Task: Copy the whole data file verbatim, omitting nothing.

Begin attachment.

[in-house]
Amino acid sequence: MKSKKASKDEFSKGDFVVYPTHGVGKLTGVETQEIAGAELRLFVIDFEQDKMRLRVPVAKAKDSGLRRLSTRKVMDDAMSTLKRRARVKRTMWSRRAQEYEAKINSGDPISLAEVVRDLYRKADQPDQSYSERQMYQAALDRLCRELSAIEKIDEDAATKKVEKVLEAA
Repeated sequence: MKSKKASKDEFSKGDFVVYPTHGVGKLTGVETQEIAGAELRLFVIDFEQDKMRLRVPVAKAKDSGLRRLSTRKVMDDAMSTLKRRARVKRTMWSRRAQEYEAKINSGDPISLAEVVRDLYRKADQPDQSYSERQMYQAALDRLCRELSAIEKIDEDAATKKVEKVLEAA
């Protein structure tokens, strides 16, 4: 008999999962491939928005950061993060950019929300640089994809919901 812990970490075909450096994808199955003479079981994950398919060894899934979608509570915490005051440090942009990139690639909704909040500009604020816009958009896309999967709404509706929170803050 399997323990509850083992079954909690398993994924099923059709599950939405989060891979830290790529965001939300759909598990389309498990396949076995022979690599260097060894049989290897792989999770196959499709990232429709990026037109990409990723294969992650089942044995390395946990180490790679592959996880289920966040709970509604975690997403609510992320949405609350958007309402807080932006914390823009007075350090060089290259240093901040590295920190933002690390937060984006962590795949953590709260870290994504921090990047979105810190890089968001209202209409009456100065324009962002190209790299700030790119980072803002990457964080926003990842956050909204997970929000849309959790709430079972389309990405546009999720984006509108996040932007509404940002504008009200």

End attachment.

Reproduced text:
[in-house]
Amino acid sequence: MKSKKASKDEFSKGDFVVYPTHGVGKLTGVETQEIAGAELRLFVIDFEQDKMRLRVPVAKAKDSGLRRLSTRKVMDDAMSTLKRRARVKRTMWSRRAQEYEAKINSGDPISLAEVVRDLYRKADQPDQSYSERQMYQAALDRLCRELSAIEKIDEDAATKKVEKVLEAA
Repeated sequence: MKSKKASKDEFSKGDFVVYPTHGVGKLTGVETQEIAGAELRLFVIDFEQDKMRLRVPVAKAKDSGLRRLSTRKVMDDAMSTLKRRARVKRTMWSRRAQEYEAKINSGDPISLAEVVRDLYRKADQPDQSYSERQMYQAALDRLCRELSAIEKIDEDAATKKVEKVLEAA
């Protein structure tokens, strides 16, 4: 008999999962491939928005950061993060950019929300640089994809919901 812990970490075909450096994808199955003479079981994950398919060894899934979608509570915490005051440090942009990139690639909704909040500009604020816009958009896309999967709404509706929170803050 399997323990509850083992079954909690398993994924099923059709599950939405989060891979830290790529965001939300759909598990389309498990396949076995022979690599260097060894049989290897792989999770196959499709990232429709990026037109990409990723294969992650089942044995390395946990180490790679592959996880289920966040709970509604975690997403609510992320949405609350958007309402807080932006914390823009007075350090060089290259240093901040590295920190933002690390937060984006962590795949953590709260870290994504921090990047979105810190890089968001209202209409009456100065324009962002190209790299700030790119980072803002990457964080926003990842956050909204997970929000849309959790709430079972389309990405546009999720984006509108996040932007509404940002504008009200």